A quick romp through default values in CoffeeScript

, posted

This was last updated for CoffeeScript 1.7.1.

Imagine that this sentence is a beautifully-crafted, flowing intro paragraph. “Wow, what a great introduction to this CoffeeScript guide,” you whisper. Now, let’s quickly explore all of CoffeeScript’s ways to set default values.

Before you start, make sure you know about undefined, null, and falsy values in JavaScript. Check this out if you need help.

As a function parameter

To quote the CoffeeScript documentation, functions can have “default values for arguments, which will be used if the incoming argument is missing (null or undefined).” Here’s how you might use it:

shootLaserBeam = (color = "red") ->
  # ...

Now, if the first parameter is undefined or null, it’ll be defined as the string “red”. If it’s anything else (even falsy values like 0 and the empty string), it won’t be set to the default value.

Using the existential operator

CoffeeScript’s existential operator can be used to set default values.

sendThreateningMessageFromUFO = (options) ->
  options.message ?= "I will hold your pathetic planet hostage"
  # ...

You can also set another variable using a sexier version of a ternary operator.

# this...
message = evilMessage ? "Exterminate!"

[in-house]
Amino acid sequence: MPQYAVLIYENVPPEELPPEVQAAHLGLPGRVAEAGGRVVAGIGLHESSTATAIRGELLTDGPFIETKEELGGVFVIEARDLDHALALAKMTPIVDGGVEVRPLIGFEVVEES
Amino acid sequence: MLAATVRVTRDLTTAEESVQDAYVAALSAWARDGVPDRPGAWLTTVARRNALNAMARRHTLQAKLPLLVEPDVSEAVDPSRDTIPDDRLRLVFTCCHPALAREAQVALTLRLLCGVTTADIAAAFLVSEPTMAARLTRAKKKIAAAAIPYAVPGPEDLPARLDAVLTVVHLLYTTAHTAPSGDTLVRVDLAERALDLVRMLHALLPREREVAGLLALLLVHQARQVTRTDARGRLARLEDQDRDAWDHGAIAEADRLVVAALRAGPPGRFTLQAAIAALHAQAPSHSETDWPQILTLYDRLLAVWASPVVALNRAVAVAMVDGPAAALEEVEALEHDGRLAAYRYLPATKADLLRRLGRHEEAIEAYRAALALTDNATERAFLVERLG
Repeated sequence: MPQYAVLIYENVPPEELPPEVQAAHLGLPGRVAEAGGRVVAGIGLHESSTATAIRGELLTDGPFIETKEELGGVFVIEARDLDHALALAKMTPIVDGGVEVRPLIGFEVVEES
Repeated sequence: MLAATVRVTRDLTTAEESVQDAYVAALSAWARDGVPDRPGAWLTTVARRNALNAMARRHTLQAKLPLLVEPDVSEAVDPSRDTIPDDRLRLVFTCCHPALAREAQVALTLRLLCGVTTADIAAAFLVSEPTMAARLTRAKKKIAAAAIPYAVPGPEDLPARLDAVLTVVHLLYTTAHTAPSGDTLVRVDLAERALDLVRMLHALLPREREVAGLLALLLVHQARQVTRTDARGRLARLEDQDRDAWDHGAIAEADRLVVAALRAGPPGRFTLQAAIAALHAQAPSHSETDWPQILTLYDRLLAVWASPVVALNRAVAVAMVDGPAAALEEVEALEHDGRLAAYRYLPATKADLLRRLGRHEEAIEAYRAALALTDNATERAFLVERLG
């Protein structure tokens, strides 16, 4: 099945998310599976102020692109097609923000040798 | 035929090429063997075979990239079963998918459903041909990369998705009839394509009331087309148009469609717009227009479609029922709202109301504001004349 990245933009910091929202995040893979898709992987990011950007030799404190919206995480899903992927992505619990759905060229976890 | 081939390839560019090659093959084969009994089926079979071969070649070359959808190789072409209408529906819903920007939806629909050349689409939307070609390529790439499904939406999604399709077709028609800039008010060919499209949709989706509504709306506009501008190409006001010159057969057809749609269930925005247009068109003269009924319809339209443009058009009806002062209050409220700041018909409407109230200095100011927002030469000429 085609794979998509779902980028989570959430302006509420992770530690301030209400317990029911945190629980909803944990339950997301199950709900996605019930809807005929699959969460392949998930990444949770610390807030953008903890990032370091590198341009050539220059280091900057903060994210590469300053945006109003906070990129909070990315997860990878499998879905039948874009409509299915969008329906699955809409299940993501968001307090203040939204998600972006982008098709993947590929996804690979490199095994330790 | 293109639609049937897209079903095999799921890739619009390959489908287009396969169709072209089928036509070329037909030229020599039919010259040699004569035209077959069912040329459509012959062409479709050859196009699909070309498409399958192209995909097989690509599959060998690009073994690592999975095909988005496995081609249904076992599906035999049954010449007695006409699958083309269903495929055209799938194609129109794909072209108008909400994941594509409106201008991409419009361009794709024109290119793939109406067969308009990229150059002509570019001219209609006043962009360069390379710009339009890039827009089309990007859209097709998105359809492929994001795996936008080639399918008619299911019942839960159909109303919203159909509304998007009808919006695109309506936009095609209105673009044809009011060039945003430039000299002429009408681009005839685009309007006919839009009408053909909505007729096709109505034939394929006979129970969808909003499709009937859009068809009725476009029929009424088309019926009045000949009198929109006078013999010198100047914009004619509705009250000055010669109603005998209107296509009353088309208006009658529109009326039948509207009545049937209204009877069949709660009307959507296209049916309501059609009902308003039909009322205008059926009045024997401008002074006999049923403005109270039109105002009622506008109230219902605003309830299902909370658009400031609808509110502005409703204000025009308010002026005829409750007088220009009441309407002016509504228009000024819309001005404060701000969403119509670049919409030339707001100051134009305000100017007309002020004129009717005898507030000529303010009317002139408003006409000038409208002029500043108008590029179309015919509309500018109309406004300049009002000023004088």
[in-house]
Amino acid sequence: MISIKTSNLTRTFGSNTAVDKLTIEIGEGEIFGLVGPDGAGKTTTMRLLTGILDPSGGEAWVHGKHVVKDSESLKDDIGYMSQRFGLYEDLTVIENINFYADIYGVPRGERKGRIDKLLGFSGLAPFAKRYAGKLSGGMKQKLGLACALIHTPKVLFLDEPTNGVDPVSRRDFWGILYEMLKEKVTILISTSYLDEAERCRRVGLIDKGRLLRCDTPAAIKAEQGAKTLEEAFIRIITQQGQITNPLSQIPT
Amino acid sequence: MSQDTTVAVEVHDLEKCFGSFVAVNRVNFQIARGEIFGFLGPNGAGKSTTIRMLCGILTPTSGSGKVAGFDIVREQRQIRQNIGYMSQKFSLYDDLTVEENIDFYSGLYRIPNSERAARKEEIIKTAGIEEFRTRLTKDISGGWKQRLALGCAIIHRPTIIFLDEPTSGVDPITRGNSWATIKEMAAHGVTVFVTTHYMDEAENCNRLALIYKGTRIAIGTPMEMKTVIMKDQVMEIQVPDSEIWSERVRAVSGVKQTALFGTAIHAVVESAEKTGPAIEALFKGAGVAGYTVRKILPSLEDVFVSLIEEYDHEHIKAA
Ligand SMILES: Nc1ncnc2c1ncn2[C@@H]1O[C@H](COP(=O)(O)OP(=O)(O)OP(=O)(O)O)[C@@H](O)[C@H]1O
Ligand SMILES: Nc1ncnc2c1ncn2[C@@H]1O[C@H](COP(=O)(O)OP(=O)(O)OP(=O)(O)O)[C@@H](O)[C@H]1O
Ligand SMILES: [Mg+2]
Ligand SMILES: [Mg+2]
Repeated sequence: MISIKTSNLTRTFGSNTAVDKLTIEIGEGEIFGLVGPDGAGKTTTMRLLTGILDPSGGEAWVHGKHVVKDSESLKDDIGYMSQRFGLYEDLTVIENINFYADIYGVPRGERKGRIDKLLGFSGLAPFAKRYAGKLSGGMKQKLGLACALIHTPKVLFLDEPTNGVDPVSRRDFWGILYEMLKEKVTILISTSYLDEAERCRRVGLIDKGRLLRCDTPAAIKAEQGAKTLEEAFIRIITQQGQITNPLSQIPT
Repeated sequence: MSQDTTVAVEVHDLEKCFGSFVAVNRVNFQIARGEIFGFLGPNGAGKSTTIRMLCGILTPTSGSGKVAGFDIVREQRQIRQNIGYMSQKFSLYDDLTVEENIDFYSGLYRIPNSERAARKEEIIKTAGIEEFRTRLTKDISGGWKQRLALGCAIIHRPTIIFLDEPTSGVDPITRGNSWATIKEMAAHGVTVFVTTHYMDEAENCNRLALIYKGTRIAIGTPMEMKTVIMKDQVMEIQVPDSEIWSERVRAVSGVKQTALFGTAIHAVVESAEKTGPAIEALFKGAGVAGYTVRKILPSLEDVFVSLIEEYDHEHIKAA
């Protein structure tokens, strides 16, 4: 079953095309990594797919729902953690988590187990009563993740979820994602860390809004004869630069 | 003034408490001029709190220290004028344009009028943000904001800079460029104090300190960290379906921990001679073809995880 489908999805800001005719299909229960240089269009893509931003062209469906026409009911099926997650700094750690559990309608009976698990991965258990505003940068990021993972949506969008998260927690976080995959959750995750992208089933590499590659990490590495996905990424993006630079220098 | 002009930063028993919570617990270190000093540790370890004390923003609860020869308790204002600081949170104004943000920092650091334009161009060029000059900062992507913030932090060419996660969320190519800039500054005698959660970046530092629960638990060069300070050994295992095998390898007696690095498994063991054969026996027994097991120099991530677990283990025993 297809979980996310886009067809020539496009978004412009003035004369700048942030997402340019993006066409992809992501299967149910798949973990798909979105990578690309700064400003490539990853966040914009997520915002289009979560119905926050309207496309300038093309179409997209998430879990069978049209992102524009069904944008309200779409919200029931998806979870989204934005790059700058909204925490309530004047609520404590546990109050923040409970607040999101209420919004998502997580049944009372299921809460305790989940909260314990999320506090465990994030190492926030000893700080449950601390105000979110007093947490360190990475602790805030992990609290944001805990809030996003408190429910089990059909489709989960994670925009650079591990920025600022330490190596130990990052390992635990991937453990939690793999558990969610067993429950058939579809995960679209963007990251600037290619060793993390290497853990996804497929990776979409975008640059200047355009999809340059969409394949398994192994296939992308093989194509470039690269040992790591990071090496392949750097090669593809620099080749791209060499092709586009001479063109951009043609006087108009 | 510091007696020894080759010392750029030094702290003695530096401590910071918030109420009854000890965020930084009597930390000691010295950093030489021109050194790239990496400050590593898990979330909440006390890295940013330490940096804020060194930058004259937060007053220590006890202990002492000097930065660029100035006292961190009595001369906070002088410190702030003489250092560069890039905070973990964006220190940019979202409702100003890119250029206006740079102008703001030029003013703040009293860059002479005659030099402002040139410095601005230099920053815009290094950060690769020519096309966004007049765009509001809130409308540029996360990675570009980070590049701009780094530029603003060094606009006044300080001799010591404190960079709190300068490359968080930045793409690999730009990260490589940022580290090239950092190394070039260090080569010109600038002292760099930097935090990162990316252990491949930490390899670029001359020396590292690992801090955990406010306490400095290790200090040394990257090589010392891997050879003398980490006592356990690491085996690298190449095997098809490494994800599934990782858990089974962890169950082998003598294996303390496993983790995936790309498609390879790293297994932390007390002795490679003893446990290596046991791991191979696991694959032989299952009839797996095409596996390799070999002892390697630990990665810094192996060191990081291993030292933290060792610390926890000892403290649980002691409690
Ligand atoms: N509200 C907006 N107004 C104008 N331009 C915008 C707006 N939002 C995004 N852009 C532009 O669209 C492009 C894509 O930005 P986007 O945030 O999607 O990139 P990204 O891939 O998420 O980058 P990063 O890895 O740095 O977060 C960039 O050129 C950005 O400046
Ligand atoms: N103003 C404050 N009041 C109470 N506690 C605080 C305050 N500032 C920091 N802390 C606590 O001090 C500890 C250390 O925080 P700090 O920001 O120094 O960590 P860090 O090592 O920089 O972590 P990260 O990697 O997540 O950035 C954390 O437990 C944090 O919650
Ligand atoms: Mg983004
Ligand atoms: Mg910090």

# ...is equivalent to this:
if evilMessage?
    message = evilMessage
    message = "Exterminate!"

# ...or this:
message = if evilMessage? then evilMessage else "Exterminate!"

The ternary operator makes sure that the variable isn’t undefined and isn’t null.

You’ll get a compile error for if you try to define not-yet-defined variables. For example, this gives a compiler error:

someUndefinedVariable ?= "I will destroy your worlds"

This makes sense, right? Why set a default value for something that’s totally undefined? If you, for some reason, need to do this, you can use the existential operator on the variable:

someUndefinedVariable = "Flee, puny humans" unless someUndefinedVariable?

Discarding falsy values, too

If you want to set defaults for any falsy value (not just undefined and null), you can use or=.

angryAliens = false
angryAliens or= true
# angryAliens is now true

# ||= is totally equivalent to or=
ufoCount = 0
ufoCount ||= 50
# ufoCount is now 50

# compare it to the existential operator:
numberOfAliens = 0
numberOfAliens ?= 1000
# numberOfAliens is still zero

The important takeaway here: ?= only discards null and undefined, where or= filters any falsy value.

For undefined only

Most of CoffeeScript either tests against falsy values or “is it null or undefined”. You might want to set things only if it’s undefined and nothing else, not even null. Here’s how you might do that:

cropCircleCount = 69 if cropCircleCount is undefined

Now, if cropCircleCount is null or anything falsy other than undefined, it’ll stay that way.

While this isn’t as built-into-the-language as some of the features above, the fact that it’s on one line is a little nicer than regular JavaScript. undefined is an undefined keyword in ECMAScript 3 and below. This means that this JavaScript fails on older browsers:

var isUndefined = window.myFunVariable === undefined;
// This fails on older browsers because "undefined" is, well, undefined.

CoffeeScript makes sure that this works in older browsers (by compiling undefined to void 0 to reliably produce an undefined value).

A summary

And now, a summary.

Go forth and set your CoffeeScript defaults, friend.